How do the different chapters of Bankruptcy Work?

How do the different chapters of Bankruptcy Work?

Being indebted is a challenge that most people or companies will face in a lifetime. When a debt problem becomes overwhelming, filing for bankruptcy might be a viable option. An experienced bankruptcy attorney at Zellar & Zellar, Attorneys at Law, Inc., will assist in determining which bankruptcy option is appropriate for your specific situation.  There are several bankruptcy options, such as Chapter 7 (Liquidation), Chapter 11 (Business Reorganization), Chapter 12 (Farmers) and Chapter 13 (Repayment Plan).

Chapter 7 bankruptcy: A Chapter 7 bankruptcy is often more geared towards individuals and married couples.  A Chapter 7 bankruptcy attorney at Zellar & Zellar, Attorneys at Law, Inc., deals with what is considered a “liquidation” form of Bankruptcy.  Chapter 7 will relieve you of many of your debts upon issuance of the discharge. Upon the filing of the Chapter 7 case, an “Automatic Stay” is invoked, which prevents creditors from contacting you concerning the collection of the outstanding debt. Chapter 7 will not clear all debts, as some debts are considered “non-dischargeable” such as certain taxes, student loans, child/spousal support obligations, which will still need to be paid after the bankruptcy case is completed.

Chapter 11: Chapter 11 bankruptcy is traditionally filed for businesses and corporations struggling with debts, and not individuals. When your company faces huge financial debts, Chapter 11 helps debtors as they find a fresh start. Chapter 11 does not make your commercial enterprise “go under.” However, you will get more time to restructure debts.

Chapter 12:  Chapter 12 is available to farmers and family farmers who generate most of not alll of their income from operating a farm.  It is a reorganization over time that allows the farmer who is Debtor to remain in possession of their farm and their assets and pay their debts back in a restructured manner over time.  The farmer can continue uninterrupted farming operations and can reduce secured debt and eliminate unsecured debts over time while keeping the farm operational.  It is like a chapter 13 on steroids for Farmers and it is a wonderful remedy to the family farmer in financial distress. It may offer the hope of saving the farm instead of losing it to the creditors.

Chapter 13: When Chapter 13 bankruptcy lawyers file for bankruptcy on your behalf, you will have a new financial beginning, but you will still pay some of the remaining debts.  Often times, this is an individual’s only other option for bankruptcy if they cannot qualify for a Chapter 7 Liquidation bankruptcy case.  If a debtor’s gross income is more than median IRS income for their family size, there is likely some amount of disposable income that can be used to pay at least a portion of their unsecured debts.  Another reason certain debtors choose Chapter 13 bankruptcy is to save their home from foreclosure, as a Chapter 13 can allow repayment of missed mortgage payments over five years as opposed to coming up with a lump sum reinstatement amount.  It is advisable to discuss this option with an experienced attorney at Zellar & Zellar, Attorneys at Law, Inc., if you find yourself on the brink of a foreclosure action.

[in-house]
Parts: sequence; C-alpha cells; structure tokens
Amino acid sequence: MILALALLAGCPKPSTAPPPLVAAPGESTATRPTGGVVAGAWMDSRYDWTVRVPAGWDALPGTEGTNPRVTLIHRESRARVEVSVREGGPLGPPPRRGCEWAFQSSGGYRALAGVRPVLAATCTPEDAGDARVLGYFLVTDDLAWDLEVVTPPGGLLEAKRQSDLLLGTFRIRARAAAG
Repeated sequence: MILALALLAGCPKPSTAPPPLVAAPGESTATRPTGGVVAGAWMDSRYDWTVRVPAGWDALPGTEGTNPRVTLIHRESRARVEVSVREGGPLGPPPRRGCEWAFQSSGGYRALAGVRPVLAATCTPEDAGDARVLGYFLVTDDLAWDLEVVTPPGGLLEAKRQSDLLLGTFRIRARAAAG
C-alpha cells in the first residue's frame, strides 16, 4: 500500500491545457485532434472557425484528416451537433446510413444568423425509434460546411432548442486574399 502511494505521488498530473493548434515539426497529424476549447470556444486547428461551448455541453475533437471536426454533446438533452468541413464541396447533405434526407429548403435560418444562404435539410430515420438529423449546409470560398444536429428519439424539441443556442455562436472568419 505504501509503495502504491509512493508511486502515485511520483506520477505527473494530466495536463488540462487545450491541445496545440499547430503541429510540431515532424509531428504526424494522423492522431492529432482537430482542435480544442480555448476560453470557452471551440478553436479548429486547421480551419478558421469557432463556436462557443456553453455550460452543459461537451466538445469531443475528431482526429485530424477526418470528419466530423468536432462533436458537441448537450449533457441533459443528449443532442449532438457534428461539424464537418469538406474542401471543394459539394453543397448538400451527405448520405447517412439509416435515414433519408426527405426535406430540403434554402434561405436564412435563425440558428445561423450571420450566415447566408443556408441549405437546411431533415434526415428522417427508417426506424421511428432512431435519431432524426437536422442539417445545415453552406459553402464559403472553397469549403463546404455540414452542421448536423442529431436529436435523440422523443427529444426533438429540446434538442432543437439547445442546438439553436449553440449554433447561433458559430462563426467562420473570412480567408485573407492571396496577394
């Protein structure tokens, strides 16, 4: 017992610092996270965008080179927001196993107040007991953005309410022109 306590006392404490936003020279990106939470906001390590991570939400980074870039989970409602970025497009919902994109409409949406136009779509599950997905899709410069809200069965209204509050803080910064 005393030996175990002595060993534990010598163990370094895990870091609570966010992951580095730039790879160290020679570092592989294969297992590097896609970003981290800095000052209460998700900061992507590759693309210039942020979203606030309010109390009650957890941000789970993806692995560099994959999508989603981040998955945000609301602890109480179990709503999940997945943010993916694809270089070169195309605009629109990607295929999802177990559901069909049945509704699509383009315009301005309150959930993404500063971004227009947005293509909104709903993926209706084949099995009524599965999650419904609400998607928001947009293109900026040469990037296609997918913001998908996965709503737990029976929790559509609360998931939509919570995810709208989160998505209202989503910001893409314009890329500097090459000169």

When do Debtors file for Chapter 7 Bankruptcy?

As a liquidation bankruptcy strategy, Chapter 7 can wipe out all unsecured debts including medical bills and credit cards.  Chapter 7 can also discharge a mortgage debt if the debtor decides not to retain their home.  You are eligible for Chapter 7 bankruptcy if you have no disposable income or have few assets. Chapter 7 requires the appointment of a trustee to administer the debtors case, which means if you have too much “stuff” or too much equity in the items that you own, the Trustee could liquidate that property and use the proceeds to pay your debts.  To qualify for a Chapter 7 bankruptcy, you must be at or below median income for your family size, based on IRS income standards.

For Whom is Chapter 13 Bankruptcy Suitable?

People who earn regular income can use Chapter 13 to reorganize debts. Chapter 13 has many benefits because debtors can repay unfulfilled mortgage payments over time, and not all at once. Chapter 13 allows you to retain your property, unlike in Chapter 7, where property may be lost in liquidation. In Chapter 13, you will pay all or part of the debts in an agreed repayment plan based on your income, type of debt, and expenses. Chapter 13 is appropriate for debtors who desire to catch up on child support, alimony, car purchase installments, or real estate mortgage arrearages. Your unsecured debts must not surpass $394,7255 and $1,184,200 worth of secured debts if you intend to use Chapter 13. A Chapter 13 case can last between three and five years, depending on your gross annual income.

If you are unsure which bankruptcy chapter works best for you and your family, contact the experienced attorneys at Zellar & Zellar, Attorneys at Law, Inc., for a free consultation.  We have four conveniently located office in Zanesville, Newark, Lancaster and Columbus.  Call and schedule your appointment today.

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